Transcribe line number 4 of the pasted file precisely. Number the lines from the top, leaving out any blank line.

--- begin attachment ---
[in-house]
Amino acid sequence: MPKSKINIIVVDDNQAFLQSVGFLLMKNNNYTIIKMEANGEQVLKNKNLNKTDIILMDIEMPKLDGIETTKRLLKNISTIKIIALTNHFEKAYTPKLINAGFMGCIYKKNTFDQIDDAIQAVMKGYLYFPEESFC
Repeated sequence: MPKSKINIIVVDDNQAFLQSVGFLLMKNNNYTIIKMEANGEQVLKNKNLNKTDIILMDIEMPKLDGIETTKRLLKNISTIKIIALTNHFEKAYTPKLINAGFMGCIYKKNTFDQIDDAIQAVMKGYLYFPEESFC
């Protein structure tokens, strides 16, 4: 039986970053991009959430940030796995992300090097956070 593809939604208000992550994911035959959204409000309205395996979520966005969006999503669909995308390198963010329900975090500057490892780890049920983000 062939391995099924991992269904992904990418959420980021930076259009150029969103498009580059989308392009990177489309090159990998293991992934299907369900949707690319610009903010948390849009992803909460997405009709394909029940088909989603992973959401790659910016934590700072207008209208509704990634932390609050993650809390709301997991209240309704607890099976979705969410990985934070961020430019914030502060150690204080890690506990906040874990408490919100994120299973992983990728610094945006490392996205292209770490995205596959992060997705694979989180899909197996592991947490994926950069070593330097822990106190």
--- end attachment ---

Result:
């Protein structure tokens, strides 16, 4: 039986970053991009959430940030796995992300090097956070 593809939604208000992550994911035959959204409000309205395996979520966005969006999503669909995308390198963010329900975090500057490892780890049920983000 062939391995099924991992269904992904990418959420980021930076259009150029969103498009580059989308392009990177489309090159990998293991992934299907369900949707690319610009903010948390849009992803909460997405009709394909029940088909989603992973959401790659910016934590700072207008209208509704990634932390609050993650809390709301997991209240309704607890099976979705969410990985934070961020430019914030502060150690204080890690506990906040874990408490919100994120299973992983990728610094945006490392996205292209770490995205596959992060997705694979989180899909197996592991947490994926950069070593330097822990106190």